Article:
A spokesman for Celgene, which makes Revlimid, said that Revlimid, developed as a treatment for rare blood and bone marrow cancers, is used nearly exclusively in its approved orphan drug indications.
Makary said that what pharmaceutical companies say their drugs are used for is different from how doctors use them in the real world. Off-label uses can be lifesaving, and we doctors need the ability to prescribe off-label, but their comments on uses are legal, not data-driven.
"No one tracks the indications for 99 percent of prescriptions in America. From the perspective of Celegene's executive suite, Revlimid is only used for narrow orphan indications, but on the front lines of medicine, it's used broadly off-label as a second-line agent for a variety of conditions, including chronic lymphocytic leukemia and Hodgkins lymphoma," Makary said.
A Genentech spokeswoman said that the orphan drug designations for its medicines, including Herceptin, referenced in the study were for patient populations considered sufficiently small enough to meet the definitions within the Orphan Drug Act. She said the company, whose parent corporation is Roche, does not promote off-label uses of its medicines. Of the approved indications for Herceptin, only gastric cancer has an orphan drug designation. She did not comment specifically on Rituxan.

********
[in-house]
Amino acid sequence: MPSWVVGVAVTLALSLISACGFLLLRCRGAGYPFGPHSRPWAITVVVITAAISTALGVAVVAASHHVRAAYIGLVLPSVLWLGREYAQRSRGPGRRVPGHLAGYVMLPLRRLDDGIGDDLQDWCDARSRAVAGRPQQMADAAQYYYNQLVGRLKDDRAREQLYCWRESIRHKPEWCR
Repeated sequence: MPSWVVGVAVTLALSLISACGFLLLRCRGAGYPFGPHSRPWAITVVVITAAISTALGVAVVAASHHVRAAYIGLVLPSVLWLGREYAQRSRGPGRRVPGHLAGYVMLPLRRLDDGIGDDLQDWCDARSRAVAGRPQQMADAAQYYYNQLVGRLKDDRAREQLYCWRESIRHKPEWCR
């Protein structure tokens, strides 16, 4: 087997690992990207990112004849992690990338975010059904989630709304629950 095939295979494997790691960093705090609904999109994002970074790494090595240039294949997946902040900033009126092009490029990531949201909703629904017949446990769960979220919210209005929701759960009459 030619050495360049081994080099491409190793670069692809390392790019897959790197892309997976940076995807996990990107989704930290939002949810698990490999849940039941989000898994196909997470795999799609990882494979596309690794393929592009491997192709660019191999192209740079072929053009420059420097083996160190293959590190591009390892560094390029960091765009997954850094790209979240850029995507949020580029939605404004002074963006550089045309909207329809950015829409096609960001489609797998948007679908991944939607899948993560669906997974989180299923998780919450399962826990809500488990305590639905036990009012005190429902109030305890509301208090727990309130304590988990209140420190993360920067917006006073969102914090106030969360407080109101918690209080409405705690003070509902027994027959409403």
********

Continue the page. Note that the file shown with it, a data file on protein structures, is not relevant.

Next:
Designation refers specifically to the track the drug goes in for the FDA approval process. Indication is the specific medical condition the company lists on their FDA approval application, and if approved, it's the indication for "on-label" use as opposed to the "off-label" use.
The Genentech spokeswoman said, "We are committed to discovering new medicines for people who have few treatment options, and we welcome updates to regulations around orphan drugs to ensure that pathways and incentives lead to more medicines for rare diseases."